Calm Down Dear review at Camden People’s Theatre – ‘a vital, safe space’
Calm Down, Dear, Camden People’s Theatre’s fourth annual feminist theatre festival, contains everything you never learnt in sex education at school. The festival provides a space for emerging theatremakers to perform works that give the middle finger to the patriarchy.
In her debut solo work, Foreign Body (★★★★), Imogen Butler-Cole chronicles her journey of healing following a sexual assault. Inspired by restorative justice, the show seeks to destigmatise the conversation around sexual violence. Using choreography by Niamh Mckernan, Butler-Cole rolls around the stage under a giant duvet, as it simultaneously suffocates and protects her. Butler-Cole’s movements capture the fragility felt by the invaded body, and the courage needed to forgive the man, or men, who invaded.
On the same evening, this gentle work of physical theatre was juxtaposed with The Privilege Show (★★★★) by Testament (real name, Andy Brooks). Employing a mixture of beatboxing and storytelling, this work-in-progress unpicks sexist hiphop lyrics and questions their legitimacy.
As part of a performance suffused with honesty and wit, Testament explains how his newfound understanding of feminism stems from becoming a father. The script skilfully boils down the content of popular tracks today into vague but vile phrases of misogyny.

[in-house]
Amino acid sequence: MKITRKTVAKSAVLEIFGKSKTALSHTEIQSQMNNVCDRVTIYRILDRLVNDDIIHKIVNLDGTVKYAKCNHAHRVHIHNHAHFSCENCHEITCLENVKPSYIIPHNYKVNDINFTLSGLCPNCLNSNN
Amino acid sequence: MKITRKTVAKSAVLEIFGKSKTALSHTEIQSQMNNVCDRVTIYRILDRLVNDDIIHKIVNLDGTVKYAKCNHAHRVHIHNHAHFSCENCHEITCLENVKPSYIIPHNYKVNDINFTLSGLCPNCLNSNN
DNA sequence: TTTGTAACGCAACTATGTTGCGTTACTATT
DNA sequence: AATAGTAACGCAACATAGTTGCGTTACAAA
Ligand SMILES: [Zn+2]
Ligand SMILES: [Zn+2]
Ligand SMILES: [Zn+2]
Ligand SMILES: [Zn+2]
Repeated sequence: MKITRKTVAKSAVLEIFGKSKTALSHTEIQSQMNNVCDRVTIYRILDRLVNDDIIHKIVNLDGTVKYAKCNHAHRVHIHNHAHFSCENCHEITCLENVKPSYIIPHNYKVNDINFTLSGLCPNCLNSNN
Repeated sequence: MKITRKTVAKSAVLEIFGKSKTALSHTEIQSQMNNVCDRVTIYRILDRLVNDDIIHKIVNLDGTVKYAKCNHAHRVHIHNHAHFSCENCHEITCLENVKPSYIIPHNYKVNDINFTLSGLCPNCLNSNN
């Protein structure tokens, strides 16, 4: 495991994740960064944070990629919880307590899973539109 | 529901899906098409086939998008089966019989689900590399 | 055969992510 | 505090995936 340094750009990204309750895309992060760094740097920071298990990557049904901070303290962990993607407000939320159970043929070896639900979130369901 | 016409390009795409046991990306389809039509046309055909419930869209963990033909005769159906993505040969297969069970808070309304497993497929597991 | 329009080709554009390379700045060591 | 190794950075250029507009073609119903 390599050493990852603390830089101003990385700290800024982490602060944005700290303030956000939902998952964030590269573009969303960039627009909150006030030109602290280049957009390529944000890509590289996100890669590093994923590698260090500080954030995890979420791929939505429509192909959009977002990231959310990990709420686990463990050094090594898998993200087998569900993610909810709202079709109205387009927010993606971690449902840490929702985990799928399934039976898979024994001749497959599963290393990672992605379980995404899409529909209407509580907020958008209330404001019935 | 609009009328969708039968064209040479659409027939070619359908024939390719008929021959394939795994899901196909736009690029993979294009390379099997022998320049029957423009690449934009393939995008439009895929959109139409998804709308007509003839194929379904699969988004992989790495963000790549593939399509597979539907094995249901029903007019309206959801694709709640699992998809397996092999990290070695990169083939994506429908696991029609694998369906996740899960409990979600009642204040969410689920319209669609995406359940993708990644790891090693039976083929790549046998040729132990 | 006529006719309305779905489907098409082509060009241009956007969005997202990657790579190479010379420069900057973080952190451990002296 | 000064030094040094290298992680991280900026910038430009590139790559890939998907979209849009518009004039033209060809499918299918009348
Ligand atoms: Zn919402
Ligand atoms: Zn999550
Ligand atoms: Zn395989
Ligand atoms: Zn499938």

The warmth Testament exudes contrasts strongly with Olly Hawes, whose show The Absolute Truth About Absolutely Everything (★★★) is laced with unease. At each performance a different female performer (on this occasion, a woman named Charlotte) is required to read Hawes’ script.
The power dynamic created between Hawes – who loiters at the back of the stage throughout – and the female reader is considerably uncomfortable. The discomfort is magnified by the content of the script, which contains explicit pornographic content and detailed descriptions of Hawes’ sexual fantasies.
The format and specifics of the show suggest an absence of empathy, and in places feels outright misogynistic. That said, its deliberate crudeness succeeds in highlighting the sexist language and imagery of pornography.
Within a festival that also showcases strong ensemble work such as Tight Theatre’s exhausting Pussy and dynamic new writing, such as Charlotte Josephine’s Blush, these three one-person shows serve as a reminder of how important individual action is in creating political change.
With Calm Down, Dear, Camden People’s Theatre has given performers a platform to voice their opinions. The festival’s recurrent themes included the prevalence of porn and stereotypical notions of gender – but this year it’s also asking how men can be part of the conversation around feminism.
At the end of The Privilege Show, Testament says, “We’ve got a lot of listening to do.” In the variety of shows programmed and viewpoints considered, Calm Down, Dear allows the audience the opportunity to listen.